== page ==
On appeal the defendants contend that the trial court erred in: (1) ruling that the defendants are not entitled to discretionary function immunity for their decisions regarding the selection, training, and supervision of the coaches and referees who participated in the game, and for the decisions made by the coaches and referees during the game; (2) denying the motion to dismiss on the grounds that the plaintiffs' claims are not barred by assumption of the risk; and (3) failing to address the defendants' assertion that the plaintiffs' claim of respondeat superior liability must fail.

In reviewing an order on a motion to dismiss for failure to state a claim upon which relief may be granted, "we ask whether the plaintiff[s'] allegations are reasonably susceptible of a construction that would permit recovery." Konefal v. Hollis/Brookline Coop. School Dist., 143 N.H. ___, ___, 723 A.2d 30, 32 (1998) (quotation omitted). "We assume the truth of the plaintiff[s'] well pleaded allegations of fact and construe all reasonable inferences from them most favorably to the plaintiff[s]." Hickingbotham v. Burke, 140 N.H. 28, 30, 662 A.2d 297, 299 (1995) (quotation and ellipsis omitted).

 

I. Discretionary Function Immunity

The defendants' first allegation of error requires us to review once again the doctrine of discretionary function immunity. In Merrill v. Manchester, 114 N.H. 722, 729, 332 A.2d 378, 383 (1974), we abrogated the doctrine of municipal immunity. In so doing, we established that as a general rule, municipalities are "subject to the same rules as private corporations if a duty has been violated and a tort committed." Id. at 730, 332 A.2d at 383.

As an exception to the general rule, however, we held that municipalities are immune from liability for acts and omissions that constitute "the exercise of an executive or planning function involving the making of a basic policy decision which is characterized by the exercise of a high degree of official judgment or discretion." Id. at 729, 332 A.2d at 383. We have recognized that "[c]ertain essential, fundamental activities of government must remain immune from tort liability so that our government can govern." Mahan v. N.H. Dep't of Admin. Services, 141 N.H. 747, 750, 693 A.2d 79, 82 (1997) (quotation and brackets omitted) (decided under the discretionary function exception to the State's waiver of sovereign immunity). Accordingly, in evaluating whether the trial court erred, we must "distinguish between planning or discretionary functions and functions that are purely ministerial." Bergeron v. City of Manchester, 140 N.H. 417, 421, 666 A.2d 982, 984 (1995).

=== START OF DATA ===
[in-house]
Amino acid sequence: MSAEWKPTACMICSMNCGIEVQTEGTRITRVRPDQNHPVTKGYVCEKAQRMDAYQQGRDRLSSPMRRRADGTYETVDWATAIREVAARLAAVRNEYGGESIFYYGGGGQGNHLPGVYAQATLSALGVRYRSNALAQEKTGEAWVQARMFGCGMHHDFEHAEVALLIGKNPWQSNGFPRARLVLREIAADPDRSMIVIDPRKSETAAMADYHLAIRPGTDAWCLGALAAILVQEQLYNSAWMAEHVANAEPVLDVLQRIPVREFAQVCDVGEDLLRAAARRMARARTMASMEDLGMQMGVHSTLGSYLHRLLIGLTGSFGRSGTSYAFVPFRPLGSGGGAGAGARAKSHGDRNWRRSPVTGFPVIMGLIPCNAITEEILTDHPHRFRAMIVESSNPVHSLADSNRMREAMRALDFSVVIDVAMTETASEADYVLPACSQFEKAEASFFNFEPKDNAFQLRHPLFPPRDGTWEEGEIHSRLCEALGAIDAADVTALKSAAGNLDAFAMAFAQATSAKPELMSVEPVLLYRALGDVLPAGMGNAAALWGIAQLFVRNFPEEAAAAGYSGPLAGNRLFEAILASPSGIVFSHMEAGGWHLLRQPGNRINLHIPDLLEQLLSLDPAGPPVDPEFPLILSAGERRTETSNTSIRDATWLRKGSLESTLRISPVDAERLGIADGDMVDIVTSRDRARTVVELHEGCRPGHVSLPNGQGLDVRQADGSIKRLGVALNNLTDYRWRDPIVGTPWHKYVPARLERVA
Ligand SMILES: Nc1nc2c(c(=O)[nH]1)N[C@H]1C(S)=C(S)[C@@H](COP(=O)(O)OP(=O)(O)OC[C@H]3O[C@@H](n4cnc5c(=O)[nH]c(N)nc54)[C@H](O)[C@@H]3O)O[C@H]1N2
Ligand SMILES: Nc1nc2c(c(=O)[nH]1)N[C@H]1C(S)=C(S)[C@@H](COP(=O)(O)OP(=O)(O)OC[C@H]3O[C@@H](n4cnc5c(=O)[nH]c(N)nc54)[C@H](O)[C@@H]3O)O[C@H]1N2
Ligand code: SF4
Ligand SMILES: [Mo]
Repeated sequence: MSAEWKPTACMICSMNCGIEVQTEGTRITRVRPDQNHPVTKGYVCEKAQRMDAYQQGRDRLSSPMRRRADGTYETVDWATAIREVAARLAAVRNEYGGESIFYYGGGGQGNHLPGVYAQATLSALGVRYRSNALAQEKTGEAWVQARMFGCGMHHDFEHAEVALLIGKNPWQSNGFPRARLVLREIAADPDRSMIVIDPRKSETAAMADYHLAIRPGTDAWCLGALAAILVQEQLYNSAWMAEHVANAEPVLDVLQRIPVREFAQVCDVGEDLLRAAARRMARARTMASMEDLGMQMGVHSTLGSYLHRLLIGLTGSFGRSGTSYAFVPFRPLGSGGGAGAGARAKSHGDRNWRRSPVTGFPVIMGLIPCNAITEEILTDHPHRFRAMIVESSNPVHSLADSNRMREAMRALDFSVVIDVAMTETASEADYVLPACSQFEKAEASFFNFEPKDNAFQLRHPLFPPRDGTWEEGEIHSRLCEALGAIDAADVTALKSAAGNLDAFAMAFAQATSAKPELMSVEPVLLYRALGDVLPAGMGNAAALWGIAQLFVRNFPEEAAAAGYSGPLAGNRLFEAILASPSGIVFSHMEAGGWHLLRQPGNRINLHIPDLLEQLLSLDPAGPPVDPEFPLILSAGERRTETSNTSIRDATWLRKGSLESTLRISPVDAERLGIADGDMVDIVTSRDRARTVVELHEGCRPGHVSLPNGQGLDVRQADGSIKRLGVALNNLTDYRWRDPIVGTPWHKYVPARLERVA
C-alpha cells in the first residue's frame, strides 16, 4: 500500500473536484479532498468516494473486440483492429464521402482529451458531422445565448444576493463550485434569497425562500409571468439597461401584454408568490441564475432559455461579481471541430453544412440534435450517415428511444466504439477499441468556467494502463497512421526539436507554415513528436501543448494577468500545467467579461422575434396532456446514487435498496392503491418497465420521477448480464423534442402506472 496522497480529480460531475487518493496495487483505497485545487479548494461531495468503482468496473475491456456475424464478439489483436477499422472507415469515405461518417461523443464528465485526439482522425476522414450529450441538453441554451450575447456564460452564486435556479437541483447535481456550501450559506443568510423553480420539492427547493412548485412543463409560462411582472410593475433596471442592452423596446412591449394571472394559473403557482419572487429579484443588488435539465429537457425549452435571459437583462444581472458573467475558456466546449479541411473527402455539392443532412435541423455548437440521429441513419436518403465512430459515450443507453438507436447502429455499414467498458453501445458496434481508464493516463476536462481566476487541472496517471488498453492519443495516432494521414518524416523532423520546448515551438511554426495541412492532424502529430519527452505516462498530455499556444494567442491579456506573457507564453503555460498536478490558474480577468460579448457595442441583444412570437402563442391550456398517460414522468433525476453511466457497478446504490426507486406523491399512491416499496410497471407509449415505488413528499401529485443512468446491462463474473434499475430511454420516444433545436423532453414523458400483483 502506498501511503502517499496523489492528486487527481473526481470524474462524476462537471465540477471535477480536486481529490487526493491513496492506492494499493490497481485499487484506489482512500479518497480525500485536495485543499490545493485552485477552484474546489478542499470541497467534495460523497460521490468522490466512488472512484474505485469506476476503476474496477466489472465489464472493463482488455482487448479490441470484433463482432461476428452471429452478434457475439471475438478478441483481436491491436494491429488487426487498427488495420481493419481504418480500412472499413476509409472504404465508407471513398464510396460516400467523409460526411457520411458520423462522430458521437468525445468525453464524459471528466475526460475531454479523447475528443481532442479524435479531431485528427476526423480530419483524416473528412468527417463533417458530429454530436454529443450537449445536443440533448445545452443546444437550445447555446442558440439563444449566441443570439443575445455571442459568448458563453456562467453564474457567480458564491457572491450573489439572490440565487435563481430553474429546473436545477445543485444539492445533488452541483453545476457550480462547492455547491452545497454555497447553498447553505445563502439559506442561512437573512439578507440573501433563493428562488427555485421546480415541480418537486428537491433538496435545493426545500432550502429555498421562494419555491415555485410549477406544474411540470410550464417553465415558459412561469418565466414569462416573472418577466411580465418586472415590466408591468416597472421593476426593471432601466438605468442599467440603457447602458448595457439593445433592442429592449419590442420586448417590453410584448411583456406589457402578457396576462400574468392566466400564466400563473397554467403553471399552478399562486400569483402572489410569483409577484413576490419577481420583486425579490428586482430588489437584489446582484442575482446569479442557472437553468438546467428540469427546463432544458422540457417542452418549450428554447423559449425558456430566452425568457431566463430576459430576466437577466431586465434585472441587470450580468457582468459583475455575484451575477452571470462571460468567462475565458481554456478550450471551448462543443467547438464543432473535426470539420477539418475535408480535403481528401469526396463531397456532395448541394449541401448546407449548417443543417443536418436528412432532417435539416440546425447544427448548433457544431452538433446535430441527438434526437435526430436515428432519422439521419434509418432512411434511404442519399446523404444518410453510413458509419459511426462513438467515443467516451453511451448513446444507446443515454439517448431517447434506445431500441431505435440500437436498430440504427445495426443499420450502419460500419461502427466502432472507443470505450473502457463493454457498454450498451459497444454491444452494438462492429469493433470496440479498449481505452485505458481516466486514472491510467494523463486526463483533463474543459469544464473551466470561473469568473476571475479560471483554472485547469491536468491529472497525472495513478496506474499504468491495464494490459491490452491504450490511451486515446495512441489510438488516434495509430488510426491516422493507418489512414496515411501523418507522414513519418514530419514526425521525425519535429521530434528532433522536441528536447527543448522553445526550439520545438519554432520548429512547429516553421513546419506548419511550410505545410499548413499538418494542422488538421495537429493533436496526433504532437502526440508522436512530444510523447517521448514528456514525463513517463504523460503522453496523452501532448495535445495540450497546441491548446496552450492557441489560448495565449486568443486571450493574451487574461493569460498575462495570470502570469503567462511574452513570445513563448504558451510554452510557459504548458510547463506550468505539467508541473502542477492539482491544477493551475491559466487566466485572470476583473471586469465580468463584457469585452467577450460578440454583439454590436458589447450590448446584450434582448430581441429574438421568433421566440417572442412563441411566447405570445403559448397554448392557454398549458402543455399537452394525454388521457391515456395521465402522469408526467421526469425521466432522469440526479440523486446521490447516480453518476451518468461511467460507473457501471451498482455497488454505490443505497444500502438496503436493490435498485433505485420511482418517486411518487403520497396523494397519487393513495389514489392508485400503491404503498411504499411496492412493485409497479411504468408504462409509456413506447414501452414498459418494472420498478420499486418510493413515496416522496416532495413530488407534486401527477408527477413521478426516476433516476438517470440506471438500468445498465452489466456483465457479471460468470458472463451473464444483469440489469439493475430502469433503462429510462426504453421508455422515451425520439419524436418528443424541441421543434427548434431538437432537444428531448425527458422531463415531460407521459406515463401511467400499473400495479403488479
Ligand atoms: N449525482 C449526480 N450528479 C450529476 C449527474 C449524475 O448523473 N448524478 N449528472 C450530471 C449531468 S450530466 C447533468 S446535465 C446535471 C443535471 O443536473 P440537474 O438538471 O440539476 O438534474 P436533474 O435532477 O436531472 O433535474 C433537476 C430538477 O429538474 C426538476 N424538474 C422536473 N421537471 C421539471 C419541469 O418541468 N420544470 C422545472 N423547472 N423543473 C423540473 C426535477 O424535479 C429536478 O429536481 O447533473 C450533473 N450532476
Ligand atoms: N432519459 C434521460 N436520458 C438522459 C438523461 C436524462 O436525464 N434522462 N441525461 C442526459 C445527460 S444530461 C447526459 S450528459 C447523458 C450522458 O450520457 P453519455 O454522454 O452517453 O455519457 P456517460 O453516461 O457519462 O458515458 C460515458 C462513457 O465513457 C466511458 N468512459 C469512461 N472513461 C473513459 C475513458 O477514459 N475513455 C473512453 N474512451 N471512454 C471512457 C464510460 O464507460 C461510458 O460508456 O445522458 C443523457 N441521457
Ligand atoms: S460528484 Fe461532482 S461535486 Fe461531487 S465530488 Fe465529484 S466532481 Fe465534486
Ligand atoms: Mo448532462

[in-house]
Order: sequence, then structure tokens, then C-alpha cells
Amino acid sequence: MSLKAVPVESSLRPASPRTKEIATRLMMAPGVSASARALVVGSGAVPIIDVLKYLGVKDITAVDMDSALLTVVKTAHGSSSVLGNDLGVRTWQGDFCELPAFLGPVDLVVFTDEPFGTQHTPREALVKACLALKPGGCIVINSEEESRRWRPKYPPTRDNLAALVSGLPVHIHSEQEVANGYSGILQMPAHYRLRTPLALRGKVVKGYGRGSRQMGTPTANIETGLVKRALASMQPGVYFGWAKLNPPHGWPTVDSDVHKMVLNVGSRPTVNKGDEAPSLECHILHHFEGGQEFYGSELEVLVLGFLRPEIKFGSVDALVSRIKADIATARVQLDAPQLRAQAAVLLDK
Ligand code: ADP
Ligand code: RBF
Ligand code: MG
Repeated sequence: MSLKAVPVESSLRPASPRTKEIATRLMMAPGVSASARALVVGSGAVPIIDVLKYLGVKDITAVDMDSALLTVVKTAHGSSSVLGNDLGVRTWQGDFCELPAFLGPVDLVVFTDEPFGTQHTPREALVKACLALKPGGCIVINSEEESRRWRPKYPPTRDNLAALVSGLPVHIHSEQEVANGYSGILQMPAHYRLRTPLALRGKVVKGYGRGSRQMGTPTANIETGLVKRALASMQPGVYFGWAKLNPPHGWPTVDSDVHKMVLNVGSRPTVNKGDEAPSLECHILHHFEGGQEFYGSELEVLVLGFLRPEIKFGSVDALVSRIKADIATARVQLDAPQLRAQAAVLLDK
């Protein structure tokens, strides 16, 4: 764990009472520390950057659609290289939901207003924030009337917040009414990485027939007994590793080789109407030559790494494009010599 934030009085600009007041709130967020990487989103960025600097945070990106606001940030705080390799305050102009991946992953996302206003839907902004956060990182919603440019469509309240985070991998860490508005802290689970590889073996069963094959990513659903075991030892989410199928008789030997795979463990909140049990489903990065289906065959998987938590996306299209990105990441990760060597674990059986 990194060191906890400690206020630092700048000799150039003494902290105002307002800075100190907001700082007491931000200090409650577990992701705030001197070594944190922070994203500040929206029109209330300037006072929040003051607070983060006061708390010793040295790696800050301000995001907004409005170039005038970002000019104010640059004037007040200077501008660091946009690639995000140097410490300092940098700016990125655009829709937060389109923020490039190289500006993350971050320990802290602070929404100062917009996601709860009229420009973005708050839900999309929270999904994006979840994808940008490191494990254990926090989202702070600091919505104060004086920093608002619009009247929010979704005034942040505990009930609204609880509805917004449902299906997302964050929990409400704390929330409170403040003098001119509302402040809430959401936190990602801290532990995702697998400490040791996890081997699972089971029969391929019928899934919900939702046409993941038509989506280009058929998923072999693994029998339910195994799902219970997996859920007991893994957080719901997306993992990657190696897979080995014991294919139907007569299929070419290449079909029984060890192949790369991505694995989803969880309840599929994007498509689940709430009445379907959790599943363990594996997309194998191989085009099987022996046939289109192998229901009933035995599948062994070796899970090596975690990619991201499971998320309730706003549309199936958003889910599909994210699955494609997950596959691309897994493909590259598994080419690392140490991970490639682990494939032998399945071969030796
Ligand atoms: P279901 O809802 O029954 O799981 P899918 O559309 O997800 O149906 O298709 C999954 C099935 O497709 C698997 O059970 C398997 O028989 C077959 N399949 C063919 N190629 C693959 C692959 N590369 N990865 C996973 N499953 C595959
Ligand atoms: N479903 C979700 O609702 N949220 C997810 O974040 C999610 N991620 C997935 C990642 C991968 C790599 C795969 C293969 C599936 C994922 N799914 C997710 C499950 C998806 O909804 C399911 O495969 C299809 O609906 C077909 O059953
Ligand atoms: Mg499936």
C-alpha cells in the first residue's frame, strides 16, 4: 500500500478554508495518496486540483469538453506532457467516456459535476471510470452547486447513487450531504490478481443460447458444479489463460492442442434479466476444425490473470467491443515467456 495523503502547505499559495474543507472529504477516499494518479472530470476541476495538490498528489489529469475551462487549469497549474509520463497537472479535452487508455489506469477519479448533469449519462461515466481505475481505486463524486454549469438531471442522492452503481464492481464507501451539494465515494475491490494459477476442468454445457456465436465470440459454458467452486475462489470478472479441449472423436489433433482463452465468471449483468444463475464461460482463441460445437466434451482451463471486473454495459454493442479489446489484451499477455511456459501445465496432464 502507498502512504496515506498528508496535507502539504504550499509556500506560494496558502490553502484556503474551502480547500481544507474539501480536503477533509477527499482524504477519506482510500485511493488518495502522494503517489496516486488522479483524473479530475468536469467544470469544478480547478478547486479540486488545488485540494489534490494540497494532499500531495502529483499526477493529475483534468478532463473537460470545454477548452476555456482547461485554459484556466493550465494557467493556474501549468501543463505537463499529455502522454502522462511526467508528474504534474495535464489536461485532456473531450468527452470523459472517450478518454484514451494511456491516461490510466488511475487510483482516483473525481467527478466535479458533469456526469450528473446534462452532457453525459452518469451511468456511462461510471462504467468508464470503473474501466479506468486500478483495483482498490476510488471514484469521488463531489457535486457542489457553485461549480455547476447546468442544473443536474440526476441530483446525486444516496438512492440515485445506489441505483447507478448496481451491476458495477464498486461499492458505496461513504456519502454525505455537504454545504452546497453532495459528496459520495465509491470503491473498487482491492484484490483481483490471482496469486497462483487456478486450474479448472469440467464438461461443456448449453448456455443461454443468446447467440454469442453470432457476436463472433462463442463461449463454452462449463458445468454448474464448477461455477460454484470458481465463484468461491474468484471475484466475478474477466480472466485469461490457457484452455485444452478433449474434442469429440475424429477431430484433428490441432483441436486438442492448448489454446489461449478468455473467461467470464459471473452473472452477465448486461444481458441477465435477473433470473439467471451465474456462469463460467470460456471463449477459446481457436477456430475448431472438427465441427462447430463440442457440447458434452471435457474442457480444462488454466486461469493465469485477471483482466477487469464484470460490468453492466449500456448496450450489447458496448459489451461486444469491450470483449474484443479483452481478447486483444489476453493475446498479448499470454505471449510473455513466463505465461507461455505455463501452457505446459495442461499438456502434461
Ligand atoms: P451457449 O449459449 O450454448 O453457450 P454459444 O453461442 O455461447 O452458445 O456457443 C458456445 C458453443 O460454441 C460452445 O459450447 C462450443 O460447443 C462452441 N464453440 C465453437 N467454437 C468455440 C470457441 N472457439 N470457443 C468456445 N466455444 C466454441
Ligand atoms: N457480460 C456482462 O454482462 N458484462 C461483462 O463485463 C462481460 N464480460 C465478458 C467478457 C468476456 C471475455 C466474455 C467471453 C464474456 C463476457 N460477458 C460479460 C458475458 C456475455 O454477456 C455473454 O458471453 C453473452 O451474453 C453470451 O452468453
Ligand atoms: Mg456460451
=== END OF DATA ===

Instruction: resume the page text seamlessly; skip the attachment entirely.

We have refused to adopt a bright line rule to determine whether conduct constitutes discretionary planning or merely the ministerial implementation of a plan. See id. at 421, 666 A.2d at 985; Gardner v. City of Concord, 137 N.H. 253, 258, 624 A.2d 1337, 1340 (1993). We have, however, adopted the following test:

When the particular conduct which caused the injury is one characterized by the high degree of discretion and judgment involved in weighing alternatives and making choices with respect to public policy and planning, governmental entities should remain immune from liability.

Bergeron, 140 N.H. at 421, 666 A.2d at 984 (quotation omitted). In applying this test, "[w]e distinguish policy decisions involving the consideration of competing economic, social, and political factors from operational or ministerial decisions required to implement the policy decisions." Mahan, 141 N.H. at 750, 693 A.2d at 82.